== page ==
Blurry details. Strange color. Unsightly blotches. Getting the best prints from your inkjet printer can be tricky. Most printers will warn you when ink levels are low, but other problems are tougher to pinpoint. Whether your prints suffer from pixilation or puddling, learn how to recognize and correct the most-common print problems. (If your printer won’t print at all, see our guide to troubleshooting printer connection problems.)
Since mechanical details vary from printer to printer, you should consult your printer’s manual for specific information about solving print-head problems with your model. But here’s what to look for:
Prints are lighter than expected; prints contain white spots or horizontal lines
These signs point to a clogged print head—especially if you haven’t used your printer for some time. Clean the head by running the printer’s utility program. If you can’t find it, try accessing it from your Print & Fax system preference. Select your printer from the list, and click on Options & Supplies. In the resulting window, click on Utility. You may need to clean the head several times for best results. Be sure to print a test sheet between cleanings to avoid damaging the nozzles.
Should the cleaning routine not work, try leaving your printer turned off overnight. The next day, run the cleaning process again. The dried ink will soften, making it easier for the printer to clean.
If you have a chronic problem with clogged heads, make a habit of turning your printer off at night. (Turn it off at the printer, not at the power strip.) In some models, doing so will engage a capping mechanism that protects the nozzles.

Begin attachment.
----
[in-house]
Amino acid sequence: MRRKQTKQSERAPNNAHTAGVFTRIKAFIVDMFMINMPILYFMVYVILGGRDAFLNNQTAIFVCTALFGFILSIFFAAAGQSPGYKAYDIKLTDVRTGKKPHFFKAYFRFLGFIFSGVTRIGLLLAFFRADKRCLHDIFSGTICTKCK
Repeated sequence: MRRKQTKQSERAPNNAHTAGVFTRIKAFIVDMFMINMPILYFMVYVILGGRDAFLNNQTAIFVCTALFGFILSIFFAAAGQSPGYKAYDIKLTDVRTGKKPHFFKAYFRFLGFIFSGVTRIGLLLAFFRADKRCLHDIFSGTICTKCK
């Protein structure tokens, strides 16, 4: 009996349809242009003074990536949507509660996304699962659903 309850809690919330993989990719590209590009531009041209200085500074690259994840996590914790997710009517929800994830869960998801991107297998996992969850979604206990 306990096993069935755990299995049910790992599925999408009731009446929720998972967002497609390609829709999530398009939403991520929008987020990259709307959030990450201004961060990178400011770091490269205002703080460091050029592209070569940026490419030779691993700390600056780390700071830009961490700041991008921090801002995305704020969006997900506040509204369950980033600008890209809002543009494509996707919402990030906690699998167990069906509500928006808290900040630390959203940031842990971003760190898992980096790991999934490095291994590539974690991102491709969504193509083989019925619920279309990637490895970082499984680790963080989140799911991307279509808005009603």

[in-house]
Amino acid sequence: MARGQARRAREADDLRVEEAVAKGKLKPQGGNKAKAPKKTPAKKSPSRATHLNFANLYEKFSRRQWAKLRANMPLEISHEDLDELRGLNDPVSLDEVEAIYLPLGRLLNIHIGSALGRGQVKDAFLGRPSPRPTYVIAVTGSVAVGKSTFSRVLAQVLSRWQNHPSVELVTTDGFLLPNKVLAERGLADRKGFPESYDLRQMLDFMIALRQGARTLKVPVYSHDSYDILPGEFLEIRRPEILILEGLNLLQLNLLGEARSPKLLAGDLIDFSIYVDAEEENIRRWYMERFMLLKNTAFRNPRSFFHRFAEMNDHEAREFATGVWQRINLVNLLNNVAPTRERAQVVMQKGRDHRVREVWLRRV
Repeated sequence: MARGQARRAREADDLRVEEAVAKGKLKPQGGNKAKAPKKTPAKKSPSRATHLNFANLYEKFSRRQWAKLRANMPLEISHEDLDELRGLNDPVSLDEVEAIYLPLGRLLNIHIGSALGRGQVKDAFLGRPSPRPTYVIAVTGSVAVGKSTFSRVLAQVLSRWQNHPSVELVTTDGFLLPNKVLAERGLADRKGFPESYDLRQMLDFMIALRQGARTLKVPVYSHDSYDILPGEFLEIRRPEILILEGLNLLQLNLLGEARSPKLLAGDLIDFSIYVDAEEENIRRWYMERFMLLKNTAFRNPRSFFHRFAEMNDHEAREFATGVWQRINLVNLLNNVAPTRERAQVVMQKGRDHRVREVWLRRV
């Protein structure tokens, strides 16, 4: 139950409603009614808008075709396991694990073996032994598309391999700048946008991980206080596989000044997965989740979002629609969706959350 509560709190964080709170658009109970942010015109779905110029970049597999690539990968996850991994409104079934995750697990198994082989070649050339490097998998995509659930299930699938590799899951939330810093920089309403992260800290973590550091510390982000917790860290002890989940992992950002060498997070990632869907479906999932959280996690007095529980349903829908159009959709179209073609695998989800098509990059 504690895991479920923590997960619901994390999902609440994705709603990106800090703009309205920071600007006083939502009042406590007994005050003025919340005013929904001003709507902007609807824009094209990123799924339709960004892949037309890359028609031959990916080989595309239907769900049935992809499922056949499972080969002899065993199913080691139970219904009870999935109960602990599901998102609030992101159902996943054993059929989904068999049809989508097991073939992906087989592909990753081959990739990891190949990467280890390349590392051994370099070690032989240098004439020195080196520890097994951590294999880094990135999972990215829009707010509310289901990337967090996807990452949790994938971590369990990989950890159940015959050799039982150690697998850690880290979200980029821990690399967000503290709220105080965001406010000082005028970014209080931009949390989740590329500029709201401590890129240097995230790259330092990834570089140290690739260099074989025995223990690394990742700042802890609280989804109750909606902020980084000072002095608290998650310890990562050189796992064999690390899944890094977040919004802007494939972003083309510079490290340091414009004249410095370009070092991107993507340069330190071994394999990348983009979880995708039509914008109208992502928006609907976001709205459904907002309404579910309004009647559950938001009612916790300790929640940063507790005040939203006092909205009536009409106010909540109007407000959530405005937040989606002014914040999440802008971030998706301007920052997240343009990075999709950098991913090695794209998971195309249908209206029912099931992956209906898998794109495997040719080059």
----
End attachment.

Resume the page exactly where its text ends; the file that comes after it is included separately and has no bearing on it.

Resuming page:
Most printer utilities will let you print a test sheet that uses all the printer’s ink cartridges. If you haven’t printed a color image in a while, print a test sheet before printing a large file—it wastes less ink than a bad print.
Vertical lines are jagged
This is usually a sign that the print head is out of alignment. There’s not much you can do to avoid this problem—all print heads become misaligned over time. Your printer utility should include an option for correcting the problem.
Colors are missing; prints lack shadows and contrast
Colors may begin to print inconsistently even before your printer instructs you to replace a cartridge (In OS x 10.6, you’ll see a low-ink warning next to the Supplies button in standard Print dialog boxes). Try replacing them; this may improve color quality.
If there’s enough ink but your print seems to be missing a particular color, you probably have a clogged nozzle, so you’ll need to clean your print head. If your print lacks shadows and contrast, the black ink cartridge is the likely culprit.
Color quality can also suffer if ink cartridges have been in the printer for more than six months. Try swapping in a new cartridge. If your image looks psychedelic, make sure you haven’t loaded an ink cartridge in the wrong color slot—most modern printers will warn you if this happens.
Prints are blurry
Your paper may be damp, or you may have loaded it with the wrong side facing up. Most papers have only one side designed for printing—usually the brighter or shinier side.
If you loaded the paper correctly, try using a different paper setting. Your printer may be using too much ink for the selected paper. (Uncoated papers absorb more ink than coated, or glossy, papers.) In the printer driver, switch to a lower-quality setting, or turn off options that use more ink—the Super MicroWeave setting in some Epson printers, for example.
Pictures are grainy